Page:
Art today is one more example of the global panorama that defines our period. The undeniable internationalization of the majority of works of art led me to do some research on the role that our profession plays in the field.
The title of a work is a linguistic representation that is entirely conditioned by its expressive reference. This means that translators not only have to interpret the language itself, but also the shapes, colors, images, etc., represented in the work. This is why translation is so conditioned in several senses, such as the limited space that on occasions is given to the translation of the title or how to reflect as faithfully as possible the intention of the work’s author with the title that he or she gave to it. It might be a title that is completely coherent with what the work shows, or perhaps it lacks this reciprocity in an attempt to draw the spectator’s attention. Furthermore, the author’s reality at the moment they created the work and what the originally intended audience was have to be seriously considered, since the different realities, cultures, or simply ages can change the meaning of a work.
Nevertheless, there is a clear difference in today’s trends for translations of this type.
The titles of ancient works are not normally open to reinterpretation, especially those of the most famous authors who marked a before and after in the history of art. For the rest, there are different options, from maintaining the original language for commercial or cultural purposes or simply due to the author’s preference; translating the title, which is normally required for art publications, text books, or exhibitions sponsored by artistic foundations with a specific policy regarding translation of titles; and lastly, the current trend for artists to publish their work with a title in English, perhaps because it is the clearest language for communication in the field, and this gives rise to the debate on whether or not it is suitable to translate these works to give them access to a wider audience that is not familiar with the language and that, as a result, would feel discriminated against when sharing the artistic experience.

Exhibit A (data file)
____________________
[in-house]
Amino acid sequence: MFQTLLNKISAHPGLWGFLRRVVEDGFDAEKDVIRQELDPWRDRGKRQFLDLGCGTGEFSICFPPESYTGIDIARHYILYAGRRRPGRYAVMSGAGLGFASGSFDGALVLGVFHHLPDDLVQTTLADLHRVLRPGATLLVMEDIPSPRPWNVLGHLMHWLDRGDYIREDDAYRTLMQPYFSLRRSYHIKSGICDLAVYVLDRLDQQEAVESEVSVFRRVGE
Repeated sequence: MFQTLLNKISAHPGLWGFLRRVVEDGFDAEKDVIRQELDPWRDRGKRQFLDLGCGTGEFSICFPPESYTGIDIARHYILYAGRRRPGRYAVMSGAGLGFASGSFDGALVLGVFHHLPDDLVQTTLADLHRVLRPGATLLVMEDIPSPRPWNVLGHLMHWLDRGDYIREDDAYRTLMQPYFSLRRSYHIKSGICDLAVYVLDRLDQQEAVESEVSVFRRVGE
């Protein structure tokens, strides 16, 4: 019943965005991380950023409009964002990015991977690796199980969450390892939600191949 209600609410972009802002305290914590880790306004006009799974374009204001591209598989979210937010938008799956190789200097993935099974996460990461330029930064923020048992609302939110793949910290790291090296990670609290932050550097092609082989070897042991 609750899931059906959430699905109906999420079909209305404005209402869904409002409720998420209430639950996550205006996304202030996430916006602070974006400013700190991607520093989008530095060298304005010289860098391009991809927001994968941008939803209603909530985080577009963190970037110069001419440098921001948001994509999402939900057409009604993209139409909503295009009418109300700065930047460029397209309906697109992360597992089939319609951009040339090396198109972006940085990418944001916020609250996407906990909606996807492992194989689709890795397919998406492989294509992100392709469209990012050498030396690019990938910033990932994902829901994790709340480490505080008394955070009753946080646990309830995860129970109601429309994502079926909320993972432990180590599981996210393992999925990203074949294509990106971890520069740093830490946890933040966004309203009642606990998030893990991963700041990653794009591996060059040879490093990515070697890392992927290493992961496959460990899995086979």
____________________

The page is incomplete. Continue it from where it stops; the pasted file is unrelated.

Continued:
I think that it’s a topic that is quite interesting once once you start thinking about how correct it is to translate expressive works of art, how useful is the translation? Is any translator capable of completely and faithfully reflecting the author’s intention for the audience?
This theoretical backdrop leads us to think not only of translation per se, but also of a term that is well-known within the circles of translation of works of art: transcreation. This term seeks to lump together the task of expressing a meaning in a different language and transmitting a creative message to another culture, making the translator here a recreater as well.
Beyond any debate, what is still true is how important the job of a translator is in the globalized world we live in today where intercultural communication and the intersection of cultures grows each day. Translators, therefore, cannot limit themselves to the translation of words, but translations also of cultural memes.